Spring brings…spring onions? In Barcelona it does, at any rate! All over the city, calçotadas are popping up. A calçotada is a BBQ for calçots, a special type of spring onion (scallion) bred in the region to be slightly larger and sweeter than most scallions.
A calçotada onion BBQ is typically held in February or March, and follows a format of an onion course (where you’re – yep – expected to eat a dozen or more scallions in one sitting), followed by a meat course (or in the case of the vegan menu at the calcotada I attended, a non-scallion vegetable course) and dessert, all washed down with copious amounts of red wine (we’re in Spain, after all!).
The onion course is made slightly more appetising and less terrifying by the addition of romesco sauce, aka “Spanish pesto”, aka food of the gods. Romesco sauce is a blend of roasted peppers, tomato, garlic and almonds, thickened up with a little bread. The onions are blackened over a BBQ and then you eat them by peeling back the blackened outer layer of skin, dipping them in romesco sauce and then attempting to eat them without spilling said sauce all over your top. Which is why a lot of people bring bibs to these events.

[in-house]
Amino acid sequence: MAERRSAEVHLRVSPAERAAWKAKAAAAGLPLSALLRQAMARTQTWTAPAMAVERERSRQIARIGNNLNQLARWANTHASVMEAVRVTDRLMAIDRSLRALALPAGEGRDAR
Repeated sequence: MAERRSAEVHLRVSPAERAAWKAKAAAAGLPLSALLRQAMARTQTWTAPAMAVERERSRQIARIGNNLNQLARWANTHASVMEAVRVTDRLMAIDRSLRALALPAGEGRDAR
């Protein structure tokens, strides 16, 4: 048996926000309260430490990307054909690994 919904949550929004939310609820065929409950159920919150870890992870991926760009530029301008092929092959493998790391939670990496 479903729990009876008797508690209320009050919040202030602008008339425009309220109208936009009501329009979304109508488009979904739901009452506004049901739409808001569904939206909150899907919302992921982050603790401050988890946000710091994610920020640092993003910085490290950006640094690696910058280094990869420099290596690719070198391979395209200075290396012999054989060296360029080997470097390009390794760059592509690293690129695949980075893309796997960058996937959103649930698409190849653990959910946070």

You can read all about our calcotada experience over on Plant-Powered Nomad, but I’ll just sum up by saying: I ate 15 onions in one go. And was damn proud of myself.
If you want to have your own calcotada experience, get yourself to Barcelona and buy a ticket to any number of neighbourhood calcotadas (mine only set me back €10, around £8 or $11), or alternatively you can recreate your own calcotada experience at home!
You’ll need a LOT of onions, a BBQ and some romesco sauce – I’ve got a recipe for you below! If you don’t fancy eating dozens of onions (what?!) romesco sauce goes well on just about any food.
Romesco’s great on roast potatoes, like a much fancier version of ketchup. And I love making a romesco sandwich with bread spread with romesco sauce and topped with roasted veg and marinated tofu.
- 3/4 cup blanched almonds, roughly chopped (or slivered blanched almonds)
- 1-2 garlic cloves, roughly chopped
- 1-2 slices bread (preferably a crusty Italian or French round from a bakery), crusts removed
- 1 tin peeled tomatoes, drained
- 1 8 oz jar roasted red peppers
- 2 tbsp red wine vinegar
- 1 tbsp paprika (sweet or smoked)
- pinch cayenne pepper
- 3 tbsp olive oil
- salt and pepper to taste
- Toast the almonds, garlic and bread (tear into pieces) over medium heat until slightly browned.
- Add the toasted almonds, garlic, bread and the remaining ingredients to a food processor and blend until it forms a thick paste similar in consistency to pesto, adding a bit more olive oil if needed.